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Bull World Health Organ. 2002; 80(6): 471–476.
PMCID: PMC2567526

The research agenda for improving health policy, systems performance, and service delivery for tuberculosis control: a WHO perspective.

Abstract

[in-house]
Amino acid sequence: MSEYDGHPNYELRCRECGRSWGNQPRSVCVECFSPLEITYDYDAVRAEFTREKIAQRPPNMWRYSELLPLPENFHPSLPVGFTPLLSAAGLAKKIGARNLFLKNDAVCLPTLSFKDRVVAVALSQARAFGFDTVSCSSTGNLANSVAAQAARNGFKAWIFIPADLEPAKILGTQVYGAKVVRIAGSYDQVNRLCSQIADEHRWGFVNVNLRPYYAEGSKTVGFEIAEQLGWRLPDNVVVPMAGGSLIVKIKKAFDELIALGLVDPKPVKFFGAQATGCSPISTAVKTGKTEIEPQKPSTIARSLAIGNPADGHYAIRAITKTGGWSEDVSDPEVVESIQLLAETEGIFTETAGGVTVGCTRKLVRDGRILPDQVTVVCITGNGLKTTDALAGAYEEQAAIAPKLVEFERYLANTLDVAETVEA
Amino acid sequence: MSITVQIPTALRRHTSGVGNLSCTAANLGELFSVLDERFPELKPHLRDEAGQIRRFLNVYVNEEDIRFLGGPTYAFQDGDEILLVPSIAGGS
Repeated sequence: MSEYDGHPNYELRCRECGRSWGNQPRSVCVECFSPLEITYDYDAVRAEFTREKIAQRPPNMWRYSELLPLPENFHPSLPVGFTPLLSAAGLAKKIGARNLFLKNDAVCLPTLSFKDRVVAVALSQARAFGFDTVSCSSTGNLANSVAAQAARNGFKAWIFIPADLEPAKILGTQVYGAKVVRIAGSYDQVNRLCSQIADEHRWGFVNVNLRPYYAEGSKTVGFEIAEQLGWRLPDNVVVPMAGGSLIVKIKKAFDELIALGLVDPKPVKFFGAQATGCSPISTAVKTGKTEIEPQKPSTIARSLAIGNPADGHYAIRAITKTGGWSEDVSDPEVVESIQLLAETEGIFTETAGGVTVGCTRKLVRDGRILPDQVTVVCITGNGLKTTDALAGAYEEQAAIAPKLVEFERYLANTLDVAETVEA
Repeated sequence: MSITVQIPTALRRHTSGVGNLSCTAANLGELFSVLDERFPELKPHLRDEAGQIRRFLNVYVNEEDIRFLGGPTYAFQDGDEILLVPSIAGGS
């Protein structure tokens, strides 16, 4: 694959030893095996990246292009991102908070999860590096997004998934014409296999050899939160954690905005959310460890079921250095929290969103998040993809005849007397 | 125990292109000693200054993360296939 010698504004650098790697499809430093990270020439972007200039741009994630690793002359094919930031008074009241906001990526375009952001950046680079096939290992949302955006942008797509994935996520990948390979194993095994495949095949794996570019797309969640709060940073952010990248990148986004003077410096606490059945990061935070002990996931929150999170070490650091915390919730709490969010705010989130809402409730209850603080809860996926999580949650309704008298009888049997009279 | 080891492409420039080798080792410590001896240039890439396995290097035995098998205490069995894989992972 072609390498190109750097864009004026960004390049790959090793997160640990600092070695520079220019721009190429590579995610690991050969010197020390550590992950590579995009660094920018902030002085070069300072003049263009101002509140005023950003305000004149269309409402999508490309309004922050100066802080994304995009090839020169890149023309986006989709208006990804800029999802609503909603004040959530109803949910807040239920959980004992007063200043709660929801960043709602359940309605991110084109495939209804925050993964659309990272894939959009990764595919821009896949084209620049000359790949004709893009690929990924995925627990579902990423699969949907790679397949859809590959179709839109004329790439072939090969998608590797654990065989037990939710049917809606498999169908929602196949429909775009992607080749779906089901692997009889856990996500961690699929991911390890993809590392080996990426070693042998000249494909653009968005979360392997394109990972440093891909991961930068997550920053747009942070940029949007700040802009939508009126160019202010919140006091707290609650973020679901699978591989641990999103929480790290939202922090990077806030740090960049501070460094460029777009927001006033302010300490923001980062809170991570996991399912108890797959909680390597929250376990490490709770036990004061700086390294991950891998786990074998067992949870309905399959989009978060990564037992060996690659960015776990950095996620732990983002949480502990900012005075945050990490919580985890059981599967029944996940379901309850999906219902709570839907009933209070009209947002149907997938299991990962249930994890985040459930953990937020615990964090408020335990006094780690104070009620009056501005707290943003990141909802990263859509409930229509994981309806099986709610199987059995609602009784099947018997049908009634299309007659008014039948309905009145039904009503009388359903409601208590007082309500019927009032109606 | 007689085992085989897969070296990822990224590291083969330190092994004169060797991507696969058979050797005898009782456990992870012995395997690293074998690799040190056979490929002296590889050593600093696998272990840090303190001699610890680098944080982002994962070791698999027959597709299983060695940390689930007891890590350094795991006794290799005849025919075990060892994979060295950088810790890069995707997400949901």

The development of WHO's DOTS strategy for the control of tuberculosis (TB) in 1995 led to the expansion, adaptation and improvement of operational research in this area. From being a patchwork of small-scale studies concerned with aspects of service delivery, TB operational research shifted to larger-scale, often multicountry projects that were also concerned with health policy and the needs of health systems. The results are now being put into practice by national TB control programmes. In 1998 an ad hoc committee identified the chief factors inhibiting the expansion of DOTS: lack of political will and commitment, poor financial support for TB control, poor organization and management of health services, inadequate human resources, irregular drug supplies, the HIV epidemic, and the rise of multidrug resistance. An analysis of current operational research on TB is presented on the basis of these constraints, and examples of successful projects are outlined in the article. We discuss the prerequisites for success, the shortcomings of this WHO- supported programme, and future challenges and needs.

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